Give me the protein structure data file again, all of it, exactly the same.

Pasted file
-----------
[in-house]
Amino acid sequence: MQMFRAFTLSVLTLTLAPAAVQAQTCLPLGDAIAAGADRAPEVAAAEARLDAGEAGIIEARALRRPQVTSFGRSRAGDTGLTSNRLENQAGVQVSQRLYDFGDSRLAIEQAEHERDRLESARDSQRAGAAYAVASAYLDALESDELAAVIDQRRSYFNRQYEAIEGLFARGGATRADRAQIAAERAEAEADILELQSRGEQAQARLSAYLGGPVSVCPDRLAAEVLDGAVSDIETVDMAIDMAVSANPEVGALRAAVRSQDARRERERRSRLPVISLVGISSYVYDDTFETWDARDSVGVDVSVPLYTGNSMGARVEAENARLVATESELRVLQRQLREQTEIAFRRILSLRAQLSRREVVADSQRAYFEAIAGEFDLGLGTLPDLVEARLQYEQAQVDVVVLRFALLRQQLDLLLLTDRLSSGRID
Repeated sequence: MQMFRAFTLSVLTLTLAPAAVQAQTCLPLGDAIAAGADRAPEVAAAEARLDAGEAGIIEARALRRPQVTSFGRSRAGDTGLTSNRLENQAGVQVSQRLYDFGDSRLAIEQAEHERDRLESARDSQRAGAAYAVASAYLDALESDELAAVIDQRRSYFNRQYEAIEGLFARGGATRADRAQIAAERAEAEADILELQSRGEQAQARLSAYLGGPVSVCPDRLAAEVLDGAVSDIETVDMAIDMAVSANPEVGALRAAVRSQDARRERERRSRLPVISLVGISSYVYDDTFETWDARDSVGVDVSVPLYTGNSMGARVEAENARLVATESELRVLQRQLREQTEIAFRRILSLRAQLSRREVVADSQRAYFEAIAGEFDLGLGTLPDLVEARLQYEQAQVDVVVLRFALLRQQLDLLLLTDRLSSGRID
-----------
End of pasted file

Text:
[in-house]
Amino acid sequence: MQMFRAFTLSVLTLTLAPAAVQAQTCLPLGDAIAAGADRAPEVAAAEARLDAGEAGIIEARALRRPQVTSFGRSRAGDTGLTSNRLENQAGVQVSQRLYDFGDSRLAIEQAEHERDRLESARDSQRAGAAYAVASAYLDALESDELAAVIDQRRSYFNRQYEAIEGLFARGGATRADRAQIAAERAEAEADILELQSRGEQAQARLSAYLGGPVSVCPDRLAAEVLDGAVSDIETVDMAIDMAVSANPEVGALRAAVRSQDARRERERRSRLPVISLVGISSYVYDDTFETWDARDSVGVDVSVPLYTGNSMGARVEAENARLVATESELRVLQRQLREQTEIAFRRILSLRAQLSRREVVADSQRAYFEAIAGEFDLGLGTLPDLVEARLQYEQAQVDVVVLRFALLRQQLDLLLLTDRLSSGRID
Repeated sequence: MQMFRAFTLSVLTLTLAPAAVQAQTCLPLGDAIAAGADRAPEVAAAEARLDAGEAGIIEARALRRPQVTSFGRSRAGDTGLTSNRLENQAGVQVSQRLYDFGDSRLAIEQAEHERDRLESARDSQRAGAAYAVASAYLDALESDELAAVIDQRRSYFNRQYEAIEGLFARGGATRADRAQIAAERAEAEADILELQSRGEQAQARLSAYLGGPVSVCPDRLAAEVLDGAVSDIETVDMAIDMAVSANPEVGALRAAVRSQDARRERERRSRLPVISLVGISSYVYDDTFETWDARDSVGVDVSVPLYTGNSMGARVEAENARLVATESELRVLQRQLREQTEIAFRRILSLRAQLSRREVVADSQRAYFEAIAGEFDLGLGTLPDLVEARLQYEQAQVDVVVLRFALLRQQLDLLLLTDRLSSGRID